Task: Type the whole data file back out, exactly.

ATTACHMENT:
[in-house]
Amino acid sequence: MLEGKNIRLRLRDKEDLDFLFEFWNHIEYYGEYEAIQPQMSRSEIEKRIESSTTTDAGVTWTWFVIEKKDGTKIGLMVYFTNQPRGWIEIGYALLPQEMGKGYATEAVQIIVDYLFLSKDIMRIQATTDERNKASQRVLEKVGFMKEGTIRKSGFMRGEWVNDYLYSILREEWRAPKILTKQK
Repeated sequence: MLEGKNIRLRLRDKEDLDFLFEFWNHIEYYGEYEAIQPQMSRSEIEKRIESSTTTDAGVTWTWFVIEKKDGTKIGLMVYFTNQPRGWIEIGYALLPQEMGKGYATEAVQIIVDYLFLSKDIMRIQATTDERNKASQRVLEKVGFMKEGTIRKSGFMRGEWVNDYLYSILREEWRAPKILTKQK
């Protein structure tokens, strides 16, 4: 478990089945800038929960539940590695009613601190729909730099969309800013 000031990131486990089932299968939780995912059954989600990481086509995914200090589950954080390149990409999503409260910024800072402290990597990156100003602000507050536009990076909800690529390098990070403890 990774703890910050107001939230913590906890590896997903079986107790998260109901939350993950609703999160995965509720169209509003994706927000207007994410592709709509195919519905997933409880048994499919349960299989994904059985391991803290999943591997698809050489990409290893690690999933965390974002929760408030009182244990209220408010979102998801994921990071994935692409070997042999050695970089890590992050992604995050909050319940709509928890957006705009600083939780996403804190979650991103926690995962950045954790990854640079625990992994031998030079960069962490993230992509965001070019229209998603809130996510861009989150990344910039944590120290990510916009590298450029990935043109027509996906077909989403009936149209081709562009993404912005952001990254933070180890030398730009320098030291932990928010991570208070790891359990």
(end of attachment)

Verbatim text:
[in-house]
Amino acid sequence: MLEGKNIRLRLRDKEDLDFLFEFWNHIEYYGEYEAIQPQMSRSEIEKRIESSTTTDAGVTWTWFVIEKKDGTKIGLMVYFTNQPRGWIEIGYALLPQEMGKGYATEAVQIIVDYLFLSKDIMRIQATTDERNKASQRVLEKVGFMKEGTIRKSGFMRGEWVNDYLYSILREEWRAPKILTKQK
Repeated sequence: MLEGKNIRLRLRDKEDLDFLFEFWNHIEYYGEYEAIQPQMSRSEIEKRIESSTTTDAGVTWTWFVIEKKDGTKIGLMVYFTNQPRGWIEIGYALLPQEMGKGYATEAVQIIVDYLFLSKDIMRIQATTDERNKASQRVLEKVGFMKEGTIRKSGFMRGEWVNDYLYSILREEWRAPKILTKQK
């Protein structure tokens, strides 16, 4: 478990089945800038929960539940590695009613601190729909730099969309800013 000031990131486990089932299968939780995912059954989600990481086509995914200090589950954080390149990409999503409260910024800072402290990597990156100003602000507050536009990076909800690529390098990070403890 990774703890910050107001939230913590906890590896997903079986107790998260109901939350993950609703999160995965509720169209509003994706927000207007994410592709709509195919519905997933409880048994499919349960299989994904059985391991803290999943591997698809050489990409290893690690999933965390974002929760408030009182244990209220408010979102998801994921990071994935692409070997042999050695970089890590992050992604995050909050319940709509928890957006705009600083939780996403804190979650991103926690995962950045954790990854640079625990992994031998030079960069962490993230992509965001070019229209998603809130996510861009989150990344910039944590120290990510916009590298450029990935043109027509996906077909989403009936149209081709562009993404912005952001990254933070180890030398730009320098030291932990928010991570208070790891359990």